2. If we consider the Baptized Churches, with respect to their Principles touching a Church State, and the publick Worship of God, surely here also they are free from a Seditious Spirit. However, their Principles are innocent: for here they preach the common Doctrine of Christianity, Repentance from dead Works, and Faith towards God, as the first things to be learned by every Man that will be a Christian. The next, that Men be baptized with Water, in the Name of the Father, Son, etc. for the Remission of Sins, and thence to walk in newness of Life, according to the Doctrine of the Lord Jesus Christ: An Epitome whereof we have in those six particulars, Heb. 6. And herein they follow Christ and his first Churches, as hath been fully shewed above.

For that Separation which we maintain, in the Treatise next following this, we trust it is clearly evidenced to be made upon warrantable and necessary grounds. However, here it may suffice to say, That all which hold any thing conscientiously, in reference to Christian Religion, do also maintain their Separations respectively. As the Papists, How severe are they for Separation from the Protestants, and all whom they are pleased to count Hereticks, may be seen in the Rhemists Testament, or their Annotations on 2 Cor. 6:14 where they make it utterly unlawful to have to with such, especially in Religious Exercises. And as stifly on the other side do the Protestants maintain their Separation from the Papists, to be necessary from the same Scripture. And the like is done by Presbyterians and Independents (at least many of them) from them both. And it must be granted by all that profess Christianity, that upon a supposition, that the things which we allege are true, on which we ground our Separation, it is more clear and rational, according to the Principles of Religion, than any of the Separations maintained by them: For No Baptism, no Church, is a Proposition so convincing, as very few have hitherto had the boldness to deny it. Whereas on the contrary, the Parties aforesaid do all acknowledge the same Baptism; and upon any Person coming off from one of these Parties to the other, they allow the Baptism fore-received to be valid. Yea, and if Ordination have been received there, they ordinarily so ratifie it also, and yet defend their Separations respectively with great vehemency. But the case is far more pressing on our part: And we do unfainedly profess, that did we believe that these differing Parties, or any of them, had lawful Power as Ministers, and true (or a valid) Baptism, we durst not (as now we do) maintain Separation from them; especially such as are of pious and sober Conversations. Wherefore we conclude, That it is not rational, or at least less rational, to charge the Separation maintain’d by the present Baptized Churches, with Sedition or Disturbance to Civil Government, than the Separation maintain’d by any of the forementioned Parties.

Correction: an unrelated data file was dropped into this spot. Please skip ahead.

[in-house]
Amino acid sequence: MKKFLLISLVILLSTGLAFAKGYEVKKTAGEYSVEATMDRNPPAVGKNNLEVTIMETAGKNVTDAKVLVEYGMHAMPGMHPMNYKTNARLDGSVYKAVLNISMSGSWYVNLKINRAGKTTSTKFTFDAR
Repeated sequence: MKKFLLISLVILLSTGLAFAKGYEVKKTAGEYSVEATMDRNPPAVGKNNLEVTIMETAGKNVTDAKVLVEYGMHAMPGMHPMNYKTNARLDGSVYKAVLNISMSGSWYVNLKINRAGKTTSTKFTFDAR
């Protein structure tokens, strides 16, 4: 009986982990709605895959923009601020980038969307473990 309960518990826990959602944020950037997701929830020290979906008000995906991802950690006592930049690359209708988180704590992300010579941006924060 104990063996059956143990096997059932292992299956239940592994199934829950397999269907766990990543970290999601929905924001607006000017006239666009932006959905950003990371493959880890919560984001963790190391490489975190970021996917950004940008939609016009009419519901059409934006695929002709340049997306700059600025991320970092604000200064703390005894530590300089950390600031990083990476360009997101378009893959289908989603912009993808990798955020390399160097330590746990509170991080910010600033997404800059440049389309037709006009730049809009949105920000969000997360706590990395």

No less Irrational is it to charge our Preaching and Praying together with Sedition, (though we be forbidden by the present Authority) when it is most certain, that they have all done, and upon occasion. do frequently justifie the same thing; though for so doing they have suffered the loss of Goods, Liberty, and Life itself, as well as many of ours have done. And yet they rejoice in such their Sufferings respectively, counting it their Martyrdom. And surely, the Premises duely and impartially considered, we have no less. but rather much more cause to rejoice in our Sufferings, for meeting together to Preach, Pray, and edifie one another in the use of all the Holy Ordinances of the Gospel. Thus ad Hominem: which may very well abate the hard thoughts of many against us.

But we shall also shew some (as we trust) convincing Reasons why we cannot but uphold our Christian Assemblies, as of late we have done, notwithstanding the severity of human Laws against us in that behalf, in a Chapter by itself hereafter in this Treatise: But now shall proceed to shew the innocency of the Baptized Churches, as to the charge of Sedition, by reciting their Apologies in that behalf, printed upon occasion of some Emergencies requiring such Testimonies. 

By the Editors

[Christian History originally published this article in Christian History Issue #6 in 1985]